Caution, big brother is watching

Feb, 2008: It is bad enough if people peek into your private affairs. But it gets even worse if search engines start keeping record of all that you do. Waleed Zuberi explores Google.

First, imagine a 'googol' the numeral '1' followed by a 100 zeroes. Now imagine that number growing day by day; not mathematically, but rather influencing the world in general, and you specifically.

Have you ever wondered why 'Google' one of the biggest internet company is named after an abstract mathematical number? According to Google itself, "[its] use of the term reflects the company's mission to organise the immense, seemingly infinite amount of information available on the web." One may add that they have accomplished a large extent already; but for them search for information is a never-ending process.

Initially it was a simple search engine, called 'BackRub' in 1998 by Sergey Brin and Larry Page. But then, Google began to change the whole meaning of the uses of internet altogether, bringing people closer not only to friends and family, but to strangers all over the world as well.

"The perfect search engine," says Larry Page, "would understand exactly what you mean and give back exactly what you want." Over the years, Google has changed the way of searching on the web and confirms itself to be the fifth most valuable company in the US. It gives a novice step-by-step instructions on how to build a tree house to pirate PDFs of the latest bestseller.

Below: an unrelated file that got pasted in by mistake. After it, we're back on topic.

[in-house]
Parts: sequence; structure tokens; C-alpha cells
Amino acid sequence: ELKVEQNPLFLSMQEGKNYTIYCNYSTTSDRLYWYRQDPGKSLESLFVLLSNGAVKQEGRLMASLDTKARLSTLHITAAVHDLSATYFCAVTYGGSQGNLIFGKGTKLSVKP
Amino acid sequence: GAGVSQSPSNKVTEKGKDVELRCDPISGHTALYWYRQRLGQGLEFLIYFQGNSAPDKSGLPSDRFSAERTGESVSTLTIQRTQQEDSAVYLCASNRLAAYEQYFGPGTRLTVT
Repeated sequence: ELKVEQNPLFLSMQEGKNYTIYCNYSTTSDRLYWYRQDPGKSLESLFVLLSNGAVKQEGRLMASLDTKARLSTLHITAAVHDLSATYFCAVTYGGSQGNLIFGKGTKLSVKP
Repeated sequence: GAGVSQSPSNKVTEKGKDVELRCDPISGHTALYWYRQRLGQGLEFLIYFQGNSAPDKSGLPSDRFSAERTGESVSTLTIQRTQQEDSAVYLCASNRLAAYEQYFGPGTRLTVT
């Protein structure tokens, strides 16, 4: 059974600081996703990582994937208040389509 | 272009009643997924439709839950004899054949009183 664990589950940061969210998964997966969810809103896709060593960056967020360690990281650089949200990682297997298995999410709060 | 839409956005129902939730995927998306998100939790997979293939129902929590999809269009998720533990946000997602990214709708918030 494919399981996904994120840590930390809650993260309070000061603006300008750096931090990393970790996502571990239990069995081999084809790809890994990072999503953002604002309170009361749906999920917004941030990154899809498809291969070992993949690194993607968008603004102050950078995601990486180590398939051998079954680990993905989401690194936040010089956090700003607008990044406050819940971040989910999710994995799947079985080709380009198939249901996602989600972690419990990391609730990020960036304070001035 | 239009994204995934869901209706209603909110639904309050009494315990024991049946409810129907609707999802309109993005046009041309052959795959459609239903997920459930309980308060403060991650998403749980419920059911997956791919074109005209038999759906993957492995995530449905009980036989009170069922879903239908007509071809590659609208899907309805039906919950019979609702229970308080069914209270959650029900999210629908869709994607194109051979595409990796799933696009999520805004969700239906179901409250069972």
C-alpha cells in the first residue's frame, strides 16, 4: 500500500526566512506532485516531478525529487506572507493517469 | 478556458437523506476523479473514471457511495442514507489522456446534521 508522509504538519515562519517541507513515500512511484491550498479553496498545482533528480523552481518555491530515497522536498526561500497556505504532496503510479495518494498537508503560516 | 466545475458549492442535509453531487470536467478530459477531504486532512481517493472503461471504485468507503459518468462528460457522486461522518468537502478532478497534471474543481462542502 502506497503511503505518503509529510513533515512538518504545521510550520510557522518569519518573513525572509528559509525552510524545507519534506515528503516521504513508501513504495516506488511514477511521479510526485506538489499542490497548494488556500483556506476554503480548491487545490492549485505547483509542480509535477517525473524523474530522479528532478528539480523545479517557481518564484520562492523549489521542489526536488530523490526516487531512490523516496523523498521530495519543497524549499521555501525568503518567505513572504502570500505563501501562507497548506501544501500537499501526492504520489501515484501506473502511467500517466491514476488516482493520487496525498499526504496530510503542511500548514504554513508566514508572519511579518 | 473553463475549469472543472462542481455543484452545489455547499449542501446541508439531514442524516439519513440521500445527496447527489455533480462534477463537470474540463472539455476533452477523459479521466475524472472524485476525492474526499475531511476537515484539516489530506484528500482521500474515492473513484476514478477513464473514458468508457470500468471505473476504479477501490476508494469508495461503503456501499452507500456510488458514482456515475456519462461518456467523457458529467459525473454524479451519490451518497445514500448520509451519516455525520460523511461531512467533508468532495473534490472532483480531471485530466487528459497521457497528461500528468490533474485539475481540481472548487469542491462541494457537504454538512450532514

Google is a giant that has the ability to ogle into almost everything around you and about you. Well, if you do not use internet, then this is something different. But if you actively participate online, you are bound to end up using one of Google's many services, and with it, you become a part of the ever-increasing database that contains much of everything you do online no one is unknown, even if they do not have a Google account.

So what exactly and how much does Google know about internet users? Pretty much everything you let it know. To get an idea, simply do a search on the web for your full name this is known as Googling yourself. If you use online services like MySpace, LinkedIn, Blogger (which belongs to Google, by-the-way), Digg, Flickr or Wikipedia to name a few, your profile pages will come up. With enough time and dedication, anybody who knows how can compile an accurate sketch of who you are, what you do and what interests you.

Now bearing in mind the impressive number of services that Google offers, rest assured, it knows all about how many friends you have through Orkut, how you look like through Picasa, what kind of videos you watch through Youtube, and finally, who you send e-mail to, through Gmail. And this is just the tip of the iceberg.